by Brian Mahany
Earlier this year the state attorney general of Washington filed a brief with the Washington State Supreme Court taking on MERS. We are happy to see elected officials finally realizing the mortgage mess is not going to fix itself. In the case of Kristin Bain versus Metropolitan Mortgage Group, the A.G. weighed in on several MERS failures. This post deals with the practice of separating the note from the original mortgage.
Anyone involved in mortgage foreclosures knows it has become common practice to strip the note from the mortgage. When you finance the purchase of a home, the lender has you sign a promissory note. This is the document that tells you how much you owe and the terms of repayment.
A note by itself isn’t worth to much for investors. Lenders want security for their loan – generally that security is in the form of a mortgage on the house and property being purchased. The mortgage says that if you don’t pay according to the terms of the note, the borrower can foreclose and take the house.
For over a hundred years that process worked well. And then came MERS…
For those not familiar with that term, MERS is short for the Mortgage Electronic Registration Systems, Inc. The company was founded in 1995 with the idea of facilitating mortgage trading. By 2007, 2/3rds of the residential mortgages in the U.S. were registered through MERS. The concept may have been great but the execution was flawed.
MERS doesn’t hold the promissory notes and claims that it simply holds the security interests (mortgages) for the benefit of the lenders. In other words, the note and the mortgage are “stripped” apart and separated. Chopping up the mortgage papers made it easy for banks to buy and sell mortgages and package them into securities. Now, however, the problems in this process are coming home to roost.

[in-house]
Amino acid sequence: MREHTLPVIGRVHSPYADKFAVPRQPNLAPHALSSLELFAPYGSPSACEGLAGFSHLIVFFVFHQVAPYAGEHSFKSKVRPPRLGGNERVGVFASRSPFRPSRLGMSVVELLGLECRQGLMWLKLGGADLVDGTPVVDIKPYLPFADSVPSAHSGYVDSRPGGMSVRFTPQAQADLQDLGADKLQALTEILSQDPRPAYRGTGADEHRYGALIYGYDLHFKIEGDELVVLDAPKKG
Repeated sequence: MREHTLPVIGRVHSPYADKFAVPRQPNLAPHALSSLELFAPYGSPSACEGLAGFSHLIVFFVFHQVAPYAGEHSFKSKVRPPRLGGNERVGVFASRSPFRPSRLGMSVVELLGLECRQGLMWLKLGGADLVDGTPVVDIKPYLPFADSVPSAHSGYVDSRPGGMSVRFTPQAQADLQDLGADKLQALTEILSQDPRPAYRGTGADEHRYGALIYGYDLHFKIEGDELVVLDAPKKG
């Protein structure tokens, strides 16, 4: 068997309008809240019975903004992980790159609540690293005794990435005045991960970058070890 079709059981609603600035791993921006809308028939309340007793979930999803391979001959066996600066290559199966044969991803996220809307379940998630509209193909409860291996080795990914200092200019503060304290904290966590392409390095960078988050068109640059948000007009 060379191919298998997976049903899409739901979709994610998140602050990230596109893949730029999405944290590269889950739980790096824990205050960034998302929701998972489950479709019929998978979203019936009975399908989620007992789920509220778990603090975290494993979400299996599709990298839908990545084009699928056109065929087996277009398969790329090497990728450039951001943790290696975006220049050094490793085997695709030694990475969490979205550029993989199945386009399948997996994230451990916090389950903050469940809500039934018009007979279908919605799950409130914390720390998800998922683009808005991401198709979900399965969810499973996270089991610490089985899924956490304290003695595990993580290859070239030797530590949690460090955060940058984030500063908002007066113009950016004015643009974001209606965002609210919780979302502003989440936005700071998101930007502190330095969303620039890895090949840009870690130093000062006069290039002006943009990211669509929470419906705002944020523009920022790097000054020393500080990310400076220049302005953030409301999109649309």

Stripping the note and mortgage allows unscrupulous lenders to double sell the loan. That happens when the lender sells the same loan twice. A variation of that scam involves a lender selling the loan but not telling the borrower. The borrower keeps sending money to the original lender not knowing the loan has been sold. Ultimately, the investor (new owner) starts the foreclosure process thinking that the borrower has not paid. There are no winners in these situations and ultimately an innocent party (the investor or home owner) loses everything.
Although the situation doesn’t happen all that often, it does happen creating tremendous uncertainty in the market. The situation is exacerbated by the poor record keeping procedures of MERS and lenders. Frequently the note can’t be located! Because the notes are routinely stripped from the underlying mortgage, often neither MERS nor county recorders have copies of the original note.
In the words of Washington’s Attorney General, “Stated succinctly, the use of MERS as a placeholder beneficiary while the loan flies from owner to owner has brought chaos to the mortgage marketplace and stopped the efficient processing of foreclosures.” The AG urged the state Supreme Court to require that the notes are enforced by “their holder, not the assignee of a nonholder [MERS].”
If this sounds complicated, it is. Unfortunately, many borrowers simply cave during the foreclosure process and never find out if the person seeking to take away their property even has the legal right to do so.” Because they are in foreclosure, most borrowers don’t have the money to retain counsel. A good foreclosure defense lawyer, however, might be able to keep you in your home for much longer and even force the lender to prove that it has the right to foreclose.
The law firm of Mahany & Ertl sues banks and lenders for predatory foreclosure practices, improper denials of HAMP loan modifications and for frauds committed against the government (whistleblower cases). Unless in the county where one of our offices are located, we cannot represent homeowners in mortgage foreclosure cases. If you believe, however, that you were unfairly treated by your lender or believe you are the victim of fraud, give us a call.
We are currently investigating cases against Bank of America, Wells Fargo, Bank of New York (BONY), Chase and Countrywide. All cases, however, will be considered. For more information contact attorney Anthony Dietz at firstname.lastname@example.org. You may also contact the author at email@example.com or by calling him directly at (414) 704-6731. All inquiries are kept in strict confidence.
Mahany & Ertl – Giving Homeowners a Voice. Offices in Milwaukee, Wisconsin; Detroit, Michigan; Portland, Maine & Minneapolis, Minnesota. Services available in many states.Find me on Google +!